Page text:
The outspoken Belarus Free Theater company – targeted at home for publicly criticizing the government – has returned to New York City this spring with a politically charged repertoire.
Produced in partnership with The Public Theater, the three plays that are currently being performed at the Ellen Stewart Theater at La MaMa through May 15 are “Zone of Silence,” “Discover Love” and “Being Harold Pinter.” All of the troupe’s performances pay tribute to the political prisoners who have been detained or killed by the Belarus State Security Agency (known as the KGB) under current President Alexander Lukashenko.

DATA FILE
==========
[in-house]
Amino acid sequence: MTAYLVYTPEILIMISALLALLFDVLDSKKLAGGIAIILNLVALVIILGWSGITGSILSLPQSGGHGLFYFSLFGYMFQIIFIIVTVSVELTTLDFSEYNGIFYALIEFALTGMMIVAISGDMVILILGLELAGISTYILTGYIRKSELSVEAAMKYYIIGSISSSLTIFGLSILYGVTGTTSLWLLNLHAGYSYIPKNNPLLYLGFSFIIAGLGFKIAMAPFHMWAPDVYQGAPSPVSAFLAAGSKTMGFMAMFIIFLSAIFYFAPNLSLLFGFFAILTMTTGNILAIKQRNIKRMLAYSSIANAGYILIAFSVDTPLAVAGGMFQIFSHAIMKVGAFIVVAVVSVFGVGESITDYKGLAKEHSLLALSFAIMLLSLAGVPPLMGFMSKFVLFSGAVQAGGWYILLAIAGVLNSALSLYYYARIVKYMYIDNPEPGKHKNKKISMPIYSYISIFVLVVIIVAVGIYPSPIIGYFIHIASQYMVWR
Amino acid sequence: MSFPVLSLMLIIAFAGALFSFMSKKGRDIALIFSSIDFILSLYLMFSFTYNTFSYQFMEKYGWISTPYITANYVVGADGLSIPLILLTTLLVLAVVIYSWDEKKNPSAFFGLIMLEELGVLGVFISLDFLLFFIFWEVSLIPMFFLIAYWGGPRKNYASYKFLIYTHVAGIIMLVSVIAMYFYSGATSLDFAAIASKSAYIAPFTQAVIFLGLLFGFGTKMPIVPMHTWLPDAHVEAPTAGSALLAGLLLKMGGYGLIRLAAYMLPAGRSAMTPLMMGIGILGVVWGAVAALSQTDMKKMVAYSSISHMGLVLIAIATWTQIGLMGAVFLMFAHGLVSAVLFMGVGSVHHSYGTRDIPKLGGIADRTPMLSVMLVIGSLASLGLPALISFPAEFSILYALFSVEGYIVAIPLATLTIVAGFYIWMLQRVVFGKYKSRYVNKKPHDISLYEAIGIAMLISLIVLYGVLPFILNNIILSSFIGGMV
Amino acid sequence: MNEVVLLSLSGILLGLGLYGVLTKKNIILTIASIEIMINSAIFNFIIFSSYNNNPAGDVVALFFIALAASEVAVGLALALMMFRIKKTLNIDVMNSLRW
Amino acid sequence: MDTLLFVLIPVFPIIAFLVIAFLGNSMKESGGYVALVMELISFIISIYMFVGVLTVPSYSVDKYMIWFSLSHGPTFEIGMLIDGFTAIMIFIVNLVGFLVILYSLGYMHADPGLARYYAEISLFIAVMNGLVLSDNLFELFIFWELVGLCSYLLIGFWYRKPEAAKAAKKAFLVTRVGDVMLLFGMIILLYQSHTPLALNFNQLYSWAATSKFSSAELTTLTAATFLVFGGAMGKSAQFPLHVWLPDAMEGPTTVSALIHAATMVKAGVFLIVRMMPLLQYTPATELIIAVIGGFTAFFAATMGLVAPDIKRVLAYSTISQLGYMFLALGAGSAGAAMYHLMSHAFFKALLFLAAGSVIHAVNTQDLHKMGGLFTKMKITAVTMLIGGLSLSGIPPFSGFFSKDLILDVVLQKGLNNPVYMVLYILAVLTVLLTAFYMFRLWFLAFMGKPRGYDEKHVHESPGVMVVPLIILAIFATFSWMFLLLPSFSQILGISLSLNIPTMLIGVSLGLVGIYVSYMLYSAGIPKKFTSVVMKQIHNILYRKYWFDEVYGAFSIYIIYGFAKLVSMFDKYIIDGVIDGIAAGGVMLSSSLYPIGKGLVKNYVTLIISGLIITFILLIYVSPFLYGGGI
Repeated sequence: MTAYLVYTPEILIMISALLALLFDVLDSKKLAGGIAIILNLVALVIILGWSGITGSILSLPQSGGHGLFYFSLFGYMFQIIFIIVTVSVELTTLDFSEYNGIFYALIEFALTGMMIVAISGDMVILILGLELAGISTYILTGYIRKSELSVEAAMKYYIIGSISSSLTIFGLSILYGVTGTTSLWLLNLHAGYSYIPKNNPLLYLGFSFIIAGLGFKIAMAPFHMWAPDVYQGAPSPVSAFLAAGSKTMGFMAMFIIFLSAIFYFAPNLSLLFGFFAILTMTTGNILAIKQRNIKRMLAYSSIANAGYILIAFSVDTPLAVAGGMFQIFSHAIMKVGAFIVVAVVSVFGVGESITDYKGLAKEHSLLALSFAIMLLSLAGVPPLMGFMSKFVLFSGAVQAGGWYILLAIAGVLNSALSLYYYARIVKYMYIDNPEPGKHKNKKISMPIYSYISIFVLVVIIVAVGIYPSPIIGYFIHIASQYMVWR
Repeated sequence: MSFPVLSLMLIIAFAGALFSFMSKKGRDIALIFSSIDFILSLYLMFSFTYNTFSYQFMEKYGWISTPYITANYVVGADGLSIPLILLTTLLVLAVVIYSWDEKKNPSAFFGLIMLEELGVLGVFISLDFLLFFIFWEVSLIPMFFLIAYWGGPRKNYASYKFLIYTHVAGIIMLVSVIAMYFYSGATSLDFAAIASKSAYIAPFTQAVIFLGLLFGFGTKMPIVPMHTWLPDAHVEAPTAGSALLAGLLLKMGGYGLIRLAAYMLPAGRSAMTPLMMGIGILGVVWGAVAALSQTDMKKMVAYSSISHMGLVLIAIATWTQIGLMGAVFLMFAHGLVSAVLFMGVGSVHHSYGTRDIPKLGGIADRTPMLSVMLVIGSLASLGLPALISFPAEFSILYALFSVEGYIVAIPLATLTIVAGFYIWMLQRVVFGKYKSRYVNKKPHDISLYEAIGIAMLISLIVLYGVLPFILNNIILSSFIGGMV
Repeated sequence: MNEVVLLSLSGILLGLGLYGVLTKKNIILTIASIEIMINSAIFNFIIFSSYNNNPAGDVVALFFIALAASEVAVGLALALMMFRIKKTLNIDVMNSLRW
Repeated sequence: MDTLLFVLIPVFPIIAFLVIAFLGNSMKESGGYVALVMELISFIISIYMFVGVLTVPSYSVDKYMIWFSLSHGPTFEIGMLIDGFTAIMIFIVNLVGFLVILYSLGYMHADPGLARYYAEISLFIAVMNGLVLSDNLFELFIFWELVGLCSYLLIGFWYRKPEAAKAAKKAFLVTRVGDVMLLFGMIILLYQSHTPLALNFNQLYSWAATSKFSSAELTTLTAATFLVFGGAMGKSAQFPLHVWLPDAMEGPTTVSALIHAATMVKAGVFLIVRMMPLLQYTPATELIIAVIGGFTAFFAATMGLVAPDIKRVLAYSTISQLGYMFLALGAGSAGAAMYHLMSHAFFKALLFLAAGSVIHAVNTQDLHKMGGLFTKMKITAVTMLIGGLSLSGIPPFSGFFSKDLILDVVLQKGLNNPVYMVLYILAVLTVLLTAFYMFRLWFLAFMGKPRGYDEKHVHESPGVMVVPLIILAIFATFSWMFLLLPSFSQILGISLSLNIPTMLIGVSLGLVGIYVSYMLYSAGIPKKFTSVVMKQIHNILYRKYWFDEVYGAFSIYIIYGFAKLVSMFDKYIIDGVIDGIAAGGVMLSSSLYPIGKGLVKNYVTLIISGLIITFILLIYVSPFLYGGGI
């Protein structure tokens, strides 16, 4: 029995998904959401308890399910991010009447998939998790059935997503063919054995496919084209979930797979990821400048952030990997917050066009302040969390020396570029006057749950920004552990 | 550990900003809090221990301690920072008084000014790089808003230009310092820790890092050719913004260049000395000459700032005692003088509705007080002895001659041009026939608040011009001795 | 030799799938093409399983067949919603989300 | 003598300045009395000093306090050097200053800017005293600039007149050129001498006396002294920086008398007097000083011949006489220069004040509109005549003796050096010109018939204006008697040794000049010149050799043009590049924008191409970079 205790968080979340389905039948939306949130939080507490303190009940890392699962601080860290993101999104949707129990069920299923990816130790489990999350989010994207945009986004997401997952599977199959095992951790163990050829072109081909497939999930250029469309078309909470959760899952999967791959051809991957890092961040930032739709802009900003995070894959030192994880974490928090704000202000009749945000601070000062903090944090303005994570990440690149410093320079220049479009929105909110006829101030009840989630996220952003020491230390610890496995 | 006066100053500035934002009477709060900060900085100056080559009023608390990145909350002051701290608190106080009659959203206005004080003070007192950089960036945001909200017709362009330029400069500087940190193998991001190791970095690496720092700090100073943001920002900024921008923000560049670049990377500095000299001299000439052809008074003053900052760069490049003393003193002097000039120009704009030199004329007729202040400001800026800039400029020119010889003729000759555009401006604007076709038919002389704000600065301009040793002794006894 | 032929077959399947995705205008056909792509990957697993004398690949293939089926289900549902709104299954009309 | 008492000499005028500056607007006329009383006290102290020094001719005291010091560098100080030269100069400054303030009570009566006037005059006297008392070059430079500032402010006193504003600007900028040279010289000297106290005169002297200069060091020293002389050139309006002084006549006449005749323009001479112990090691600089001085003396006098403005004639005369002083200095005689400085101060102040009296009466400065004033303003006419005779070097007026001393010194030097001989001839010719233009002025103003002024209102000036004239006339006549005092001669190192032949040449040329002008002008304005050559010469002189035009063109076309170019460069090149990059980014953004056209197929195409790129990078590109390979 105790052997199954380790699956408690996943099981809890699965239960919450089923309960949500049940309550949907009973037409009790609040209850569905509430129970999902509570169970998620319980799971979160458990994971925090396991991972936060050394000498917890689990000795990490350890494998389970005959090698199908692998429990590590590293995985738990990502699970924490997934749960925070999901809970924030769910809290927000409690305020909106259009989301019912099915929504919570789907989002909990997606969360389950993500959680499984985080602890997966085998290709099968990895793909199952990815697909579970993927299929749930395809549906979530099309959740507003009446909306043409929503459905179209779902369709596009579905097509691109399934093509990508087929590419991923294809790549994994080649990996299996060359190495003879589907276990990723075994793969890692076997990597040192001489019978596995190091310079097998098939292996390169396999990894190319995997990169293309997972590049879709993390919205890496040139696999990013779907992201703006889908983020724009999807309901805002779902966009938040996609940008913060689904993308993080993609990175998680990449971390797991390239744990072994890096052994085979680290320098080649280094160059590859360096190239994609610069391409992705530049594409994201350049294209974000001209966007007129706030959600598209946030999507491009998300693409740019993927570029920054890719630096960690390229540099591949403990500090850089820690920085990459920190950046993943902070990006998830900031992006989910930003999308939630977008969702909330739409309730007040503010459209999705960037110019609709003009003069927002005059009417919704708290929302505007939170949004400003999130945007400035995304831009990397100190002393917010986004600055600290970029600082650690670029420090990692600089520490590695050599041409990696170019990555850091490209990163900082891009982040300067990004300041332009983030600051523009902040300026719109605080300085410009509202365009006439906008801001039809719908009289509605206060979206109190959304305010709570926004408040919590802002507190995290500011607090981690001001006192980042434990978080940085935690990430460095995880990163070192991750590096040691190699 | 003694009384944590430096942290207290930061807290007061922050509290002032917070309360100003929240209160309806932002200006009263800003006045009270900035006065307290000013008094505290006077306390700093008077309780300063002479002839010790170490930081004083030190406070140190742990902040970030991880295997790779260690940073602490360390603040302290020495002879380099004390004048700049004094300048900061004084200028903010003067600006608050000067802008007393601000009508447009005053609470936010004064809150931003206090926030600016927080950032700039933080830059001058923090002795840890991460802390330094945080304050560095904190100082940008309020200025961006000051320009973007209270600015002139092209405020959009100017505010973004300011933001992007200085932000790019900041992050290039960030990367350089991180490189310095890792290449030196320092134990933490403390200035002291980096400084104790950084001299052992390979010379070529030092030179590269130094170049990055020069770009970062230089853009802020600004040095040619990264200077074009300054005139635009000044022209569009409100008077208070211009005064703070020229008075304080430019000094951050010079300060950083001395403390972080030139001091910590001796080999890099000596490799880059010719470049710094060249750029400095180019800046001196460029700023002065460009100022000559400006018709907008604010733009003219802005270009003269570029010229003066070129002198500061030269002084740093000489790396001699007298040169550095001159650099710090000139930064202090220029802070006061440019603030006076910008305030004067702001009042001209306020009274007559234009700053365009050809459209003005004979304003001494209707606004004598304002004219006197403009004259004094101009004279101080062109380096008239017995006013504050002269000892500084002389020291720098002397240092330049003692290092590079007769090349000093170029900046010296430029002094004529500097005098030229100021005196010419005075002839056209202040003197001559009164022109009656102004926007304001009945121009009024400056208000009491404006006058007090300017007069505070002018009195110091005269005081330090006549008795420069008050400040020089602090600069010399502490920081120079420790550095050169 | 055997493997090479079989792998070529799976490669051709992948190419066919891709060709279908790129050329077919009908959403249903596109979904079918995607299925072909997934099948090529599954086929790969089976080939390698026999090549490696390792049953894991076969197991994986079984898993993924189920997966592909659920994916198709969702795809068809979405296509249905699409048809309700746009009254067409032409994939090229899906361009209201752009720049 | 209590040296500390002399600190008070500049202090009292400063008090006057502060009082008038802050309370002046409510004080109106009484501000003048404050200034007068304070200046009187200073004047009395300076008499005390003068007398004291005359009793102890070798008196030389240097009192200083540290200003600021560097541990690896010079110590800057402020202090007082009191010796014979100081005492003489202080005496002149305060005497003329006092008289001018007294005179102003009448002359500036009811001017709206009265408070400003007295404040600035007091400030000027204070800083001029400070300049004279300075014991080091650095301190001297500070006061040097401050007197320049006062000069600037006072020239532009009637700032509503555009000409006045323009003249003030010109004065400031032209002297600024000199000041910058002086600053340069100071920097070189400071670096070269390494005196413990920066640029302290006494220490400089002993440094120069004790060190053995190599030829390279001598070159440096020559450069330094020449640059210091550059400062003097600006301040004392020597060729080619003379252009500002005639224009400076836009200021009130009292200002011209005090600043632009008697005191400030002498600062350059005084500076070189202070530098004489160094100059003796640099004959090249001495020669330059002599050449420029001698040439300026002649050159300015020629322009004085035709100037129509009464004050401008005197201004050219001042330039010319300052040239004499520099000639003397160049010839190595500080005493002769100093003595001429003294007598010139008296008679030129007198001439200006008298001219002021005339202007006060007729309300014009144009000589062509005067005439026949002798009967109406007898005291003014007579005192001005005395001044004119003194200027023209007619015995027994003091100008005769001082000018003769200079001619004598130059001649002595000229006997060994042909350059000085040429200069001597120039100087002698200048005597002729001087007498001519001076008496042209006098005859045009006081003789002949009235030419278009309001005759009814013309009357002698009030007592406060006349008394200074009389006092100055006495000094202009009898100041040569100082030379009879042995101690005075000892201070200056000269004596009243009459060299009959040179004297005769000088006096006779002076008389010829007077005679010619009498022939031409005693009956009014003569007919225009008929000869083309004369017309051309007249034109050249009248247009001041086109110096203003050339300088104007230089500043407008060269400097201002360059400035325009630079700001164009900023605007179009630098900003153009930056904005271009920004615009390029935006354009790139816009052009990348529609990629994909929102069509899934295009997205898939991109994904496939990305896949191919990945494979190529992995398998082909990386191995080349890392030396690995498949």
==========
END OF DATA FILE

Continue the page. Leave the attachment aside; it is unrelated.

Members of the troupe are no strangers to political persecution. This past January, troupe members left Belarus without the requisite exit visas to take part in the “Under the Radar Festival” in New York City, and were subsequently denied reentry back into the country. They have been living in exile ever since. (After its New York City run, the company’s actors and directors plan to temporarily relocate to London to perform and teach classes.)
In this audio slideshow, BFT co-founder Natalia Koliada discusses life under Europe’s last remaining dictatorship, the political power of theater and the troupe’s current production of “Being Harold Pinter.”